- You do not have to leave your home or carry the items to it.
- Support is either non-existent or not trained well, which means that you have to go elsewhere, support forums for example, to get your answers which in turn may mean that you have to wait longer before you can purchase the hardware (as you are waiting for answers).
- Returning an item is often less convenient.
- You do not get items on the same day, unless you pay extra for express delivery.
When I look at my buying habits, I have to admit that I buy on the Internet usually. I tend to get better prices there and do not need any special support for the devices I buy.
There are exceptions to the rule though. If I need something urgently, say a new keyboard or mouse because mine broke, I usually hop to the next local store and buy them from there. While they may be more expensive, it provides me with a replacement on the same day.
Generally speaking: if you need tech support then your best bet is to shop locally. If that does not matter, you may prefer to buy on the Internet as you get better prices there.
What about you? Do you buy computer hardware online or locally?Advertisement
> What about you? Do you buy computer hardware online or locally?
When I began buying computer hardware, the Internet wasn’t being used for your every-day shopping purposes yet. As I grew up in a very rural area with no recommendable electronics or computer shops in town, I started buying computer hardware and electronics from mail order companies, which were often found in the ads section of computer magazines.
Today I order almost exclusively from online shops, where I’m a repeat-customer at about half a dozen of them. If the price is reasonably competitive, most of those purchases come from Amazon (directly and not from the marketplace). After I had to wait several months (literally!) for repair or replacement with some shops in the past, I have grown to love Amazon’s uncomplicated warranty process: send the defective product back, get your money refunded and buy the same part or something different.
My parents have had a number of negative experiences with local shops in the past few years. Technical advice may be superior to the faceless experience when shopping online, I don’t doubt that, but I have come to realize, that after-the-buy service in your local shop hasn’t been better for a while now. The clear worsening of consumer-friendly rules and attitude within the past two decades has managed to bring most local shops down to the same level you experience while shopping online. The few local shops that are left had to cut corners somehow to survive. It’s simple economics: for the owner of a small shop in the city, everything is more expensive and that counts for the handling of warranty claims as well.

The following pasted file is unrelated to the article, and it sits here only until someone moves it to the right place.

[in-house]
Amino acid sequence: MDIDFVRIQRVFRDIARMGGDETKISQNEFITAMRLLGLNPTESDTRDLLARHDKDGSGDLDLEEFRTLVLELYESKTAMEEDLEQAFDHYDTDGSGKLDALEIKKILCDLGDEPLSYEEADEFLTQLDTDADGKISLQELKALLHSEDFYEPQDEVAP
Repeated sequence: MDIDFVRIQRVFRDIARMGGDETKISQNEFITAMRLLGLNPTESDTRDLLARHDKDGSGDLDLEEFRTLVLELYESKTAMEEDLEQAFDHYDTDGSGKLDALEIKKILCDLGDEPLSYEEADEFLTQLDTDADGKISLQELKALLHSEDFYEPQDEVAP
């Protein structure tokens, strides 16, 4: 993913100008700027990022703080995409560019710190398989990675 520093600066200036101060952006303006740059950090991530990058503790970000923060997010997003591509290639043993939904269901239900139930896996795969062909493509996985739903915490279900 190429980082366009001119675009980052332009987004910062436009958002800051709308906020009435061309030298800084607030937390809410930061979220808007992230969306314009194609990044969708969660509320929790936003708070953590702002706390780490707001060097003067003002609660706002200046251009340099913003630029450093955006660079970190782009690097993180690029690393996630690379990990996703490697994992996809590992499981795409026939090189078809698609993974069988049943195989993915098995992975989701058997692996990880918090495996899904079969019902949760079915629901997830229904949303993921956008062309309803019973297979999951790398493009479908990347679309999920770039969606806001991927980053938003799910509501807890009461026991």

If you’re not completely computer-illiterate or if you have even a little bit of experience with modern electronics, then buying from an online shop shouldn’t scare you. In today’s Internet, you can get valuable consultation for free in so many different places, that the only advantage of a local shop is negated. I don’t even feel guilty for doing my part in pushing out the small shops, because I never wanted to pay for the implied premium services absorbed in the higher price – not back then, when this kind of service still existed widely, nor today, where it has become a rarity.
What most people do these days is to go to local store ask all the pre-sales questions, touch the item etc. and then go home and order it online .
Office Depot, Amazon, and Tiger Direct.
I love our local Office Depot. Never had a bad experience with them, and they always answer my questions . However, I don’t usually need tech help, and when I do, like installing a new power supply, I go to a local computer repair shop.